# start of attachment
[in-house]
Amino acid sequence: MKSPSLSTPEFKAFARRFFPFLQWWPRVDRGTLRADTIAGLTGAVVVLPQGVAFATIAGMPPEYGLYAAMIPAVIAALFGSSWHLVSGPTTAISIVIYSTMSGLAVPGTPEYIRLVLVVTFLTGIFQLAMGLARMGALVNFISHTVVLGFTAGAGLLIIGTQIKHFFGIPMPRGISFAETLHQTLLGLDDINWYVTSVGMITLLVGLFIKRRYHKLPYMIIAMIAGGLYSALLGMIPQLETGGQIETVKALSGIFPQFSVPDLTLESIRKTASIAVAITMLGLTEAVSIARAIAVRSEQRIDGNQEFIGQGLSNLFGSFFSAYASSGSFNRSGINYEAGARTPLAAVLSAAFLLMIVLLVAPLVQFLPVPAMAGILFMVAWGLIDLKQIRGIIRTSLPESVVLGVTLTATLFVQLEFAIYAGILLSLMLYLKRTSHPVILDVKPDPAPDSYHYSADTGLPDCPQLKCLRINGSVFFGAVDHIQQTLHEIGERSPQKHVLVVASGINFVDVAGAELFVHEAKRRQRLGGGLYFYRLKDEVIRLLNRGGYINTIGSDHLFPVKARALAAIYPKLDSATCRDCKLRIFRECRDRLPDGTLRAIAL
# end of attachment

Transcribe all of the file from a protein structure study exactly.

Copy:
[in-house]
Amino acid sequence: MKSPSLSTPEFKAFARRFFPFLQWWPRVDRGTLRADTIAGLTGAVVVLPQGVAFATIAGMPPEYGLYAAMIPAVIAALFGSSWHLVSGPTTAISIVIYSTMSGLAVPGTPEYIRLVLVVTFLTGIFQLAMGLARMGALVNFISHTVVLGFTAGAGLLIIGTQIKHFFGIPMPRGISFAETLHQTLLGLDDINWYVTSVGMITLLVGLFIKRRYHKLPYMIIAMIAGGLYSALLGMIPQLETGGQIETVKALSGIFPQFSVPDLTLESIRKTASIAVAITMLGLTEAVSIARAIAVRSEQRIDGNQEFIGQGLSNLFGSFFSAYASSGSFNRSGINYEAGARTPLAAVLSAAFLLMIVLLVAPLVQFLPVPAMAGILFMVAWGLIDLKQIRGIIRTSLPESVVLGVTLTATLFVQLEFAIYAGILLSLMLYLKRTSHPVILDVKPDPAPDSYHYSADTGLPDCPQLKCLRINGSVFFGAVDHIQQTLHEIGERSPQKHVLVVASGINFVDVAGAELFVHEAKRRQRLGGGLYFYRLKDEVIRLLNRGGYINTIGSDHLFPVKARALAAIYPKLDSATCRDCKLRIFRECRDRLPDGTLRAIAL